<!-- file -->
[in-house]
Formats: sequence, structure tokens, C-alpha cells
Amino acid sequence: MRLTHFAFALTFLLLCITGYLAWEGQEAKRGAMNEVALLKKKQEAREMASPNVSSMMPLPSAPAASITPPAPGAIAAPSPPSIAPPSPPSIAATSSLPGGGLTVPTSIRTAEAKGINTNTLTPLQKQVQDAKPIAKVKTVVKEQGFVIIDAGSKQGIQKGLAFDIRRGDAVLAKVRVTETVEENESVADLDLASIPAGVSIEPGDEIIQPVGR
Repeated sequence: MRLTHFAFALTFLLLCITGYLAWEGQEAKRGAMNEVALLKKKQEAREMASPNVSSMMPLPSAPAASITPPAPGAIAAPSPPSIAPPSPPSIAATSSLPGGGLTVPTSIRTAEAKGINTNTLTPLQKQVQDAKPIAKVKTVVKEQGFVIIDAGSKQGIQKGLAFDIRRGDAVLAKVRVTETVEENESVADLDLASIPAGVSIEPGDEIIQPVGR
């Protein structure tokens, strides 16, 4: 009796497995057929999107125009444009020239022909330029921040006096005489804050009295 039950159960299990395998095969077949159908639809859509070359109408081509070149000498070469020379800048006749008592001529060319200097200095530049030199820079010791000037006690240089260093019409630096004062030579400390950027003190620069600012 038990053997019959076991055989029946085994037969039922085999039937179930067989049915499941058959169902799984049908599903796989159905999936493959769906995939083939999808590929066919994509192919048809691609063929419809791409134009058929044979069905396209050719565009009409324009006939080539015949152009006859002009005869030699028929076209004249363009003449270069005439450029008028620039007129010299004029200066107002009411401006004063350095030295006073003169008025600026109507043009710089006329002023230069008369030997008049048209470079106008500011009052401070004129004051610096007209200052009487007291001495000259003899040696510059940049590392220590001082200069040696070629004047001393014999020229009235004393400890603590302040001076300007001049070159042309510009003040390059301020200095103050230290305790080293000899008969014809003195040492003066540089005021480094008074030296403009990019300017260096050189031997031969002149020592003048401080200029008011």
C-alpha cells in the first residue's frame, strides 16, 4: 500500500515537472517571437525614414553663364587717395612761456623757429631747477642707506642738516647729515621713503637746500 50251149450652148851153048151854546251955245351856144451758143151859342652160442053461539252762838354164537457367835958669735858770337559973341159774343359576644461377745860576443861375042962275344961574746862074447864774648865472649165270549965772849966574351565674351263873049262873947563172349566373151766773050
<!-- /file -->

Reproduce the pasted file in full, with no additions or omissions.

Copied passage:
[in-house]
Formats: sequence, structure tokens, C-alpha cells
Amino acid sequence: MRLTHFAFALTFLLLCITGYLAWEGQEAKRGAMNEVALLKKKQEAREMASPNVSSMMPLPSAPAASITPPAPGAIAAPSPPSIAPPSPPSIAATSSLPGGGLTVPTSIRTAEAKGINTNTLTPLQKQVQDAKPIAKVKTVVKEQGFVIIDAGSKQGIQKGLAFDIRRGDAVLAKVRVTETVEENESVADLDLASIPAGVSIEPGDEIIQPVGR
Repeated sequence: MRLTHFAFALTFLLLCITGYLAWEGQEAKRGAMNEVALLKKKQEAREMASPNVSSMMPLPSAPAASITPPAPGAIAAPSPPSIAPPSPPSIAATSSLPGGGLTVPTSIRTAEAKGINTNTLTPLQKQVQDAKPIAKVKTVVKEQGFVIIDAGSKQGIQKGLAFDIRRGDAVLAKVRVTETVEENESVADLDLASIPAGVSIEPGDEIIQPVGR
């Protein structure tokens, strides 16, 4: 009796497995057929999107125009444009020239022909330029921040006096005489804050009295 039950159960299990395998095969077949159908639809859509070359109408081509070149000498070469020379800048006749008592001529060319200097200095530049030199820079010791000037006690240089260093019409630096004062030579400390950027003190620069600012 038990053997019959076991055989029946085994037969039922085999039937179930067989049915499941058959169902799984049908599903796989159905999936493959769906995939083939999808590929066919994509192919048809691609063929419809791409134009058929044979069905396209050719565009009409324009006939080539015949152009006859002009005869030699028929076209004249363009003449270069005439450029008028620039007129010299004029200066107002009411401006004063350095030295006073003169008025600026109507043009710089006329002023230069008369030997008049048209470079106008500011009052401070004129004051610096007209200052009487007291001495000259003899040696510059940049590392220590001082200069040696070629004047001393014999020229009235004393400890603590302040001076300007001049070159042309510009003040390059301020200095103050230290305790080293000899008969014809003195040492003066540089005021480094008074030296403009990019300017260096050189031997031969002149020592003048401080200029008011």
C-alpha cells in the first residue's frame, strides 16, 4: 500500500515537472517571437525614414553663364587717395612761456623757429631747477642707506642738516647729515621713503637746500 50251149450652148851153048151854546251955245351856144451758143151859342652160442053461539252762838354164537457367835958669735858770337559973341159774343359576644461377745860576443861375042962275344961574746862074447864774648865472649165270549965772849966574351565674351263873049262873947563172349566373151766773050